V&A Women in Photography Prize 2024
Our Prize is back! Update: Applications have closed for this year’s Prize. After a careful judging process, the winners will be announced in May for the annual prize dedicated to identifying, supporting and championing innovative women artists working in the field of contemporary photography.
Following a successful launch last year with more than 1,400 entries from across the world including Brazil, India, Mexico, Italy, South Africa, the USA and the UK, our Prize is back for its second year. Each year the Prize invites artists to submit their work that responds to a salient theme. This year’s theme is histories. This theme invites broad submissions which show the relationship between history and photography; the documentation of historical events or revisitations of the past and it creates space for artists interested in the notion of the archive.
The prize winners are awarded a £2,000 bursary, their work is shown as part of the lively three-day south London Peckham 24 contemporary photography festival which will take place from Friday 17- Sunday 19th May 2024. The winners also attend an industry networking dinner with the chance to meet leading gallerists and curators that could make a real difference to their careers.
The prize is an important part of the broader V&A Parasol Foundation Women in Photography project which aims to rebalance the V&A collections and encompasses a funded curatorial position, our Gallery in the expanded Photography Centre and an ambitious programme of activity that spans acquisitions, commissioning new works, alongside research, education, public displays and events.
For more details about the Prize go to https://www.vam.ac.uk/info/the-va-parasol-foundation-prize-for-women-in-photography-2024
Follow @vamparasolwomenphoto on Instagram to see incredible works by women artists from the V&A photography collection and keep up with news about our exciting programme. If you’re in London and have an hour to spare, make sure you visit The Parasol Foundation Gallery and experience the collection for yourself.
For further details click here
In its first year, the Prize attracted nearly 1400 submissions from all over the world. You can see the winners’ work below.
The 2023 Winners
Anya Tsaruk is a Ukrainian photographer currently based in Berlin. Her artistic approach initially focussed on documentary and street photography, but evolved in the past year to expose the realities of Russia’s war in Ukraine and its consequences. Her ongoing series ‘Mother Land’ is an autobiographical example of how families have been affected, and continue to live with the trauma of conflict.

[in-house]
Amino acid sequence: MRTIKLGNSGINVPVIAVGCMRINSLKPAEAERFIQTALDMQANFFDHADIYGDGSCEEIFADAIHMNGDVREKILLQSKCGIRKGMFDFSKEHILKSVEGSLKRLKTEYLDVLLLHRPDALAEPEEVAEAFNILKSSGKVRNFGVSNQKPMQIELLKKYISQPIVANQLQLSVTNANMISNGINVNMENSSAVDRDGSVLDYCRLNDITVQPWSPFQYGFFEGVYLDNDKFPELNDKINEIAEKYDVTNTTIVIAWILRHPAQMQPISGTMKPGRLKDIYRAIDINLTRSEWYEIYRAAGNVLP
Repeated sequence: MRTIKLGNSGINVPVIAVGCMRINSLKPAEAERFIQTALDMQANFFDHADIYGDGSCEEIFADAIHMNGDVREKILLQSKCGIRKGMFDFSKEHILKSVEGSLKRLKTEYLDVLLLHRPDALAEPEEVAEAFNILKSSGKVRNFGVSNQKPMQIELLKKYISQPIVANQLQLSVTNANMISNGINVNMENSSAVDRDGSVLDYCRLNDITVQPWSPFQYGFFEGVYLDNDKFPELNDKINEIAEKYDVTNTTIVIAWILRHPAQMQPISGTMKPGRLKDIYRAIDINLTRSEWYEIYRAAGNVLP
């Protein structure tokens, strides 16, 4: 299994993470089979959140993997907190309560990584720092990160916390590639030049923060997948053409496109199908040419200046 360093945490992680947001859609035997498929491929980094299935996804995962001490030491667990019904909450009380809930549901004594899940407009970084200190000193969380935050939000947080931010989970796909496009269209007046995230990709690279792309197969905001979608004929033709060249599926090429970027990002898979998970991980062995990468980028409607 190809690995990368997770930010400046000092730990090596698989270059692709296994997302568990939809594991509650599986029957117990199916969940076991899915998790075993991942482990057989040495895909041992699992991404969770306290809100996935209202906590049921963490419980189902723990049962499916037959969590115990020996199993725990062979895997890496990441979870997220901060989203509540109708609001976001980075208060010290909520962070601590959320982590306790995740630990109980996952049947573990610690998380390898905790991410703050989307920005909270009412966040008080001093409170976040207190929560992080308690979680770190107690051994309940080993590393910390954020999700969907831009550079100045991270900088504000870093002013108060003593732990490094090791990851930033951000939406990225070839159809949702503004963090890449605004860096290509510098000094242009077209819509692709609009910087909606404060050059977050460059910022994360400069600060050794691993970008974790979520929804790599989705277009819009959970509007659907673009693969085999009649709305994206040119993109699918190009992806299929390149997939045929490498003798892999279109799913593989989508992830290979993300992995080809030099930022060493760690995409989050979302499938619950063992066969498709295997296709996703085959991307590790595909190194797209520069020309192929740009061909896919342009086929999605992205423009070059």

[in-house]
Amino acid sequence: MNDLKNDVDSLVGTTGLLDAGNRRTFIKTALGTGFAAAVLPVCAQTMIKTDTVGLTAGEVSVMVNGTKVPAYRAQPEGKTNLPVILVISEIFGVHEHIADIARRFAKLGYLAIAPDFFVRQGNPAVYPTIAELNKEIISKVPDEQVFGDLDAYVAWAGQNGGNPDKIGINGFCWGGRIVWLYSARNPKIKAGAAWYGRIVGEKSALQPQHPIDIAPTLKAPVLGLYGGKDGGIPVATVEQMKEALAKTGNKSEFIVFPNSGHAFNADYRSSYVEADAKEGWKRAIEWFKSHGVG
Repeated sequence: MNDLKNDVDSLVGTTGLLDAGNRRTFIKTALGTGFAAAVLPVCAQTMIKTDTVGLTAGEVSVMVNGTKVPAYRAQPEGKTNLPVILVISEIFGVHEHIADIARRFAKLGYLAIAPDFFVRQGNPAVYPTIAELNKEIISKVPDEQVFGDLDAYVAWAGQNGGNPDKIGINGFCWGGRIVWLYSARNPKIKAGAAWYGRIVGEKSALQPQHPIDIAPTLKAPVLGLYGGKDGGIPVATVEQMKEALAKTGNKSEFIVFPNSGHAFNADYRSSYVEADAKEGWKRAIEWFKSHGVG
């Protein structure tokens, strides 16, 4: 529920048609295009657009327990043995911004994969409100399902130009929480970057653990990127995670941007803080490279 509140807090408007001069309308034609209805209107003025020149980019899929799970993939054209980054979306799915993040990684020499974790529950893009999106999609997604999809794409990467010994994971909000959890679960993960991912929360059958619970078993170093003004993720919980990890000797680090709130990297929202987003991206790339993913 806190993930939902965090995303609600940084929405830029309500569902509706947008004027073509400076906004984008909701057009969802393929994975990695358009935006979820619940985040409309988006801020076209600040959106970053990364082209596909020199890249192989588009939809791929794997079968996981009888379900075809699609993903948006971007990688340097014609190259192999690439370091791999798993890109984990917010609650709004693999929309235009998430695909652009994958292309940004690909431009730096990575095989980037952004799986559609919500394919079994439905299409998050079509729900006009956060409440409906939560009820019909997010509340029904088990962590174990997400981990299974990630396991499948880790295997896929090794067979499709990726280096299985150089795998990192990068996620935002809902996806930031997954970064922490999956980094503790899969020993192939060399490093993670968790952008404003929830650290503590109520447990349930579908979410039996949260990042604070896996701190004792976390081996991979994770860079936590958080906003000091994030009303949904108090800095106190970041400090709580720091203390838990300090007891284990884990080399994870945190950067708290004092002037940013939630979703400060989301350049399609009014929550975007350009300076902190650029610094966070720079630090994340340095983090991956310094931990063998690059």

Vân-Nhi Nguyễn is a Vietnamese photographer and designer based in Hà Nội, Việt Nam. Her work is concerned with the reconstruction of collective memory – be it that of her own identity or of the larger community – and its relationship to contemporary society. Her ongoing project, ‘As You Grow Older’, takes the familiar shape of a family photo album and features portraits in which each individual is presented in their own space.
Gohar Dashti is an Iranian-American photographer and video artist who currently resides and works in Boston. Her art is deeply influenced by her native country, Iran, and often explores its topography, socio-geography, and the history of war and violence that have affected it.
Priyadarshini Ravichandran is an Indian photographer whose work is connected with lived experience, including stories of women, their lives and the land. ‘Surge’ is a poetic and personal exploration revealing the complexity of familial relationships.
Cynthia MaiWa Sitei is a Kenyan British visual artist and curator whose work is heavily influenced by the culture of storytelling. She integrates photography, text and the archive to explore themes such as stereotypes, prejudice, and discrimination. Responding to the colonial archive of British social anthropologist Edward Evan Evans-Pritchard, ‘spear of a nation’ embarks on its own expedition to critically reflect on acculturation and assimilation, and the legacy of colonialism.